19. Hi Guys, I'm new to the forum and considering buying my first potters wheel this year. I already own a kiln (a Comet ECO P59240-E from Pottery Craft) and have been hand building for a little while. I'm just coming to the end of a 10 week throwing course and feel that a wheel is the right step for my little online shop. I went to view a 2nd hand wheel this week but quickly realised it was big and noisy, because of this I'm leaning towards a Shimpo Whisper but I've also read great things about Brent wheels. I'm used to throwing on wheels with bigger splash pans - because of the smaller size does it normaly get quite messy? Can anyone reccomend models of Brents to look at? Are they noisy machines? As these wheels don't tend to come up 2nd hand I'm thinking of buying new - my shop has around £1200 to spend but could spend more if the right wheel came along - is this a healthy budget? I found when I was buying my kiln there were lots of little bits that I didn't think about buying which all added up! Should I be expecting this with the wheel also? Thanks in advance and any info/tips/recommendations (for any wheels!) would be useful! Emma
  20. I have been trying to find a stool for throwing that will tilt and be adjustable height. . . I saw the nilserik at Ikea yesterday and for $50 bucks seems like it would be a good less expensive alternative to the fancier stools available - but it kinda rocks and swivels I was wondering if anyone has used it? http://www.ikea.com/us/en/catalog/products/30309724/
  21. Hello everyone! I'm getting better and better at throwing clay, and I have a question about what clay bodies everyone uses to throw. I have been using Standard 213 cone 6 porcelain, and I can't help but notice that the clay is stiff, and doesn't stretch very well. Looking at some videos online, I have seen how elastic some of the clay seems. The video in the link below is what inspired me to start throwing in the first place. Look at how great the plasticity of that clay is! I have attached a picture of the box I threw last night. I rolled a slab for the top and rolled a texture mat into it. It is the first one I have attempted. Trimmed and chattered this morning. I'm getting really excited about my gradually improving abilities, and I want to expand my scope of projects. The box in the picture was made with the 213 from standard clay. Do any of you have any suggestions for a more plastic high-fire clay body? I realize that shrinkage and warpage is an issue with a more plastic clay, but I would really like to know your thoughts on the clay bodies you like. Thanks very much! You all have been very helpful!
  22. We have seen a lot of discussion over the years about throwing larger, developing more texture, breaking out of slumps, becoming more creative. I was wondering how you prepare for doing something new, or returning to something you have not done for a while. I have been reading a fantasy novel lately where the character is constantly trying to improve his strengths by doing a little more "exercise" each day. I find that when I am trying to throw larger, especially of late , I try working with larger and larger amounts of clay over a series of weeks til I get to the point that I am throwing at a limit, then I push for a little bit more. The same goes with shaping(inflating) the form. Larger forms have a tendency to be standard columns with some shaping for the belly, shoulder and neck, but I try to inflate the forms more past what I am used to by careful working of the form to get a much larger diameter even though that causes a loss of height and sometimes collapses completely. There are other examples of how to "stretch your muscles" what do you do?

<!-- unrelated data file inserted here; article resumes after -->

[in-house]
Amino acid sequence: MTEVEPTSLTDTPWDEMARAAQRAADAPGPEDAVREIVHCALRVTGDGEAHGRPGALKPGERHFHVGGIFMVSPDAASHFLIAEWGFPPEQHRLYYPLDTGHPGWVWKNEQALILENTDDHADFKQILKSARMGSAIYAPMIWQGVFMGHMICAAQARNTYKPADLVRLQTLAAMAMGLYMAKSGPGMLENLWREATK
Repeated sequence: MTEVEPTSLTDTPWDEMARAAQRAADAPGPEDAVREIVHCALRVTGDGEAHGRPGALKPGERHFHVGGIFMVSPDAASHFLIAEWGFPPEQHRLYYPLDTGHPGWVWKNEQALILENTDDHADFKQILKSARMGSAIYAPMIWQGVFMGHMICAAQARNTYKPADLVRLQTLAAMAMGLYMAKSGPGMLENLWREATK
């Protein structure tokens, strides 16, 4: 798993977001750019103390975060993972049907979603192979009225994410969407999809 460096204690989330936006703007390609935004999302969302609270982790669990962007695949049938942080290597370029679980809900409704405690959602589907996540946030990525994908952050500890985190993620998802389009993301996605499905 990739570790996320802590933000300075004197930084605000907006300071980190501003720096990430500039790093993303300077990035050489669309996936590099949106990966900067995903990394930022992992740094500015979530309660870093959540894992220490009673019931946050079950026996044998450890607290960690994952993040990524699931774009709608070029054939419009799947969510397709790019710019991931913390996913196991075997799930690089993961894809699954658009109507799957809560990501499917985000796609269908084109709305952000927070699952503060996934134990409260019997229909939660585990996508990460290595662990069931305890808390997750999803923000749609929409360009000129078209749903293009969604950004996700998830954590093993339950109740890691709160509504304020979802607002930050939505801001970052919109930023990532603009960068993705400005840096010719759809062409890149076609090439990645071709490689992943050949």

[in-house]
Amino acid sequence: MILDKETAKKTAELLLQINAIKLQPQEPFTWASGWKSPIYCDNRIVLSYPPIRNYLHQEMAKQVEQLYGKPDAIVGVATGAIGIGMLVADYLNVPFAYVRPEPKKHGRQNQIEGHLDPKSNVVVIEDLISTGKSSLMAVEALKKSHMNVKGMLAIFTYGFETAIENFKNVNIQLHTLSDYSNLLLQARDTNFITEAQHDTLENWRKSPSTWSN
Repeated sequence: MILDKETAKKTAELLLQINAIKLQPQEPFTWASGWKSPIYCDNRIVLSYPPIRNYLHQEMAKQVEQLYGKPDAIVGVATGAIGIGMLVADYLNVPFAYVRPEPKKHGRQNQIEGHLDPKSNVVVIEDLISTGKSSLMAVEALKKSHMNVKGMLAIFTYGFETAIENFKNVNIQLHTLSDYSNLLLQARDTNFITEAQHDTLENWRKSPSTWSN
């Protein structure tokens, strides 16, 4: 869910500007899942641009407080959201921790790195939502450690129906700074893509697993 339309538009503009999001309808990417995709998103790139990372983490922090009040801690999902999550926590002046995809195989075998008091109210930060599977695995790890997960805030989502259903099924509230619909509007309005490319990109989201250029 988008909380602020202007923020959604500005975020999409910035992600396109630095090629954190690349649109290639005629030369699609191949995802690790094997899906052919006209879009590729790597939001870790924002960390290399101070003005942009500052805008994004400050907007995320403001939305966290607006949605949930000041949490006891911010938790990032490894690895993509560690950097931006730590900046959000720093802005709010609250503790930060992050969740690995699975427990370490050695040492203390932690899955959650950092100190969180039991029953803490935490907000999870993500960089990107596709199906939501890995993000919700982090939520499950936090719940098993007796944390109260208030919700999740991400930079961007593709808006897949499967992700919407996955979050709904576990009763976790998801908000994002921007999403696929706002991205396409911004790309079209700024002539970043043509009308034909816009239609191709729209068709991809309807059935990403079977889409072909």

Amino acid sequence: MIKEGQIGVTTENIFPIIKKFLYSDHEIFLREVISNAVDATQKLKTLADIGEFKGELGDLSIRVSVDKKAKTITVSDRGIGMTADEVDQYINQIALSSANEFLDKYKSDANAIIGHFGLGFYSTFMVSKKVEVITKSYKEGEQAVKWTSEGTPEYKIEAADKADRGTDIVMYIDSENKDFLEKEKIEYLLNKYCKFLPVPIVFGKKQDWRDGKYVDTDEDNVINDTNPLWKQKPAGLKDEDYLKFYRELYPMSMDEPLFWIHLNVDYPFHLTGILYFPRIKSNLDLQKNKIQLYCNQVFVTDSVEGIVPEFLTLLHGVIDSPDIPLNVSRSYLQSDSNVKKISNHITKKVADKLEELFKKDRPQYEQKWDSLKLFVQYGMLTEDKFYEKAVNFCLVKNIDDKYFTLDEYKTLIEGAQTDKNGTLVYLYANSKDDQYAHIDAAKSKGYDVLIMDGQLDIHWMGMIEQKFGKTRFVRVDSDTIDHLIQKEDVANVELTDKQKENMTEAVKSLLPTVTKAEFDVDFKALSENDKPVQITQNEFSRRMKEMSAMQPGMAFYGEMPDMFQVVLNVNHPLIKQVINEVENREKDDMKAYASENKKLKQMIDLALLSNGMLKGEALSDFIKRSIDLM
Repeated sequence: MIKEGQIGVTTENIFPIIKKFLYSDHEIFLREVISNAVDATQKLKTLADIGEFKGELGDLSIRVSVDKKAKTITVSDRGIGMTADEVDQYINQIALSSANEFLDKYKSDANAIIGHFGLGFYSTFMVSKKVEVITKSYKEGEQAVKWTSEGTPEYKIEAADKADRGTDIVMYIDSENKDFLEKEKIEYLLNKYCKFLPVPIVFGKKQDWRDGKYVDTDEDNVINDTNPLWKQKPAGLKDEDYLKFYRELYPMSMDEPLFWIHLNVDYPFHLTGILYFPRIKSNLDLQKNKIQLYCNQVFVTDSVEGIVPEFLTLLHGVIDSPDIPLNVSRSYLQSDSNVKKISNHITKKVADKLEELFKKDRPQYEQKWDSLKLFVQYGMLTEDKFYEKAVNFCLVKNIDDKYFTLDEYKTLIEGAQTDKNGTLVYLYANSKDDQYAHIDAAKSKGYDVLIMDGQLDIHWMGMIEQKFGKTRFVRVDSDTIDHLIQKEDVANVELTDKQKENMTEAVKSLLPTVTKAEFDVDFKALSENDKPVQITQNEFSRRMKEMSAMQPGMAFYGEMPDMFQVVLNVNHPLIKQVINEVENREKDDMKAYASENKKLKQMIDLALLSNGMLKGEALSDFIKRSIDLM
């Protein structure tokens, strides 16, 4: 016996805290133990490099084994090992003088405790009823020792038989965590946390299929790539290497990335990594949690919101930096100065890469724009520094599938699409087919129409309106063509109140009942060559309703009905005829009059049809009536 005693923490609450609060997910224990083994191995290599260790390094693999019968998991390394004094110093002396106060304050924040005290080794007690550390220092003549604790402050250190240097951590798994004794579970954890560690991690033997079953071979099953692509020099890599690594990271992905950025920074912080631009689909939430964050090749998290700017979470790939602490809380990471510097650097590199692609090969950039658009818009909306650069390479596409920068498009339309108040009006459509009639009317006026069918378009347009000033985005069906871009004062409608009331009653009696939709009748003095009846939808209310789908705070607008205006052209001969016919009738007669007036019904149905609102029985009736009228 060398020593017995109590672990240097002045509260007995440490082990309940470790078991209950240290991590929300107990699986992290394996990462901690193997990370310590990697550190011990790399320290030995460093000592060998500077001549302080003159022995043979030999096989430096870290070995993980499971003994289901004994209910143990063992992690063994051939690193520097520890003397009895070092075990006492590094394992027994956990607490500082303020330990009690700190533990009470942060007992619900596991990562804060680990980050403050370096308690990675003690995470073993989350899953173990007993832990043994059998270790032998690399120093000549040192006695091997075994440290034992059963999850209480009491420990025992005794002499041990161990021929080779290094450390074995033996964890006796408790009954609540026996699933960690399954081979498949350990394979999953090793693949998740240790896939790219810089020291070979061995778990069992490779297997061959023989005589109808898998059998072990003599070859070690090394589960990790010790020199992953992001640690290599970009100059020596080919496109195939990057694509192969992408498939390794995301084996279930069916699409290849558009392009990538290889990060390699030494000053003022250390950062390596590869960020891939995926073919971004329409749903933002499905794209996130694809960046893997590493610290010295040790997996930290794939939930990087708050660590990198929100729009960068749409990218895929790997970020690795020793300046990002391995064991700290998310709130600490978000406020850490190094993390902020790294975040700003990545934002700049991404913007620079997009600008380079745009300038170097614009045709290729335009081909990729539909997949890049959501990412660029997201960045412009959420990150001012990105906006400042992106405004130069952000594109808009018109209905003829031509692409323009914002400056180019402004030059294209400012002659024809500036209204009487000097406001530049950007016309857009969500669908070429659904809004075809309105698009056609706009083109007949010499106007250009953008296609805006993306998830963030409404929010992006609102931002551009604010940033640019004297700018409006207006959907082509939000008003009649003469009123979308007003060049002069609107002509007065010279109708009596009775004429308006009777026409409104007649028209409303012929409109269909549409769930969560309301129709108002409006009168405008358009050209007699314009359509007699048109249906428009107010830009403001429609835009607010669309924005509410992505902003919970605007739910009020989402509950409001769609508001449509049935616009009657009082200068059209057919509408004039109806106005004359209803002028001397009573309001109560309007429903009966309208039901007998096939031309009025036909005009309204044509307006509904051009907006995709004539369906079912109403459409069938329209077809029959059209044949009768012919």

23. cmdutcher

    close up

    From the album: Neriage

    Stained stoneware with Mason stain 6339 (royal blue) and threw it with regular gray stoneware. We'll see how it fires!
  24. Has anyone tried coloring gray stoneware with mason stains? I've used mason stains in cone 10 porcelain and it's been great, but I'm wondering if cone 10 stoneware is colorable too? I can of course test this out, but if someone else has done it that's of course a lot less time consuming! Of course the coloring won't be as bright as porcelain no matter what, but I'm more worried about the shrinkage rate changing possibly if I decided to use a colored stoneware with my regular stoneware.
  25. I just returned from the North Carolina Potters Conference. Our presenters were three established potters from Japan ... just amazing to watch as they worked. There were many lessons learned but one excited all the throwers so I thought I would share. From Fuku Fukumoto ... Google her images and enjoy the Artwork. She centers and cones her porcelain, then cuts it off the wheel, turns it upside down and centers and cones again. (many thought this reversed the twist that the first centering and coning process put into the clay) She just said it further compacts the porcelain making it easier to throw. The other presenters agreed that they knew many porcelain throwers who did this but did not do it themselves. I am not a big time thrower so I do not have an opinion ... also, their porcelain is made from stone and is so grog free it is like butter ... 180 mesh as opposed to our 60 or so. NOTE : see my later post ... on realizing their clay was stone based, so this could be why it works for them. I have to admit if I was a thrower I would definitely try it just to see what happens, but it also could be a useless extra step for clay.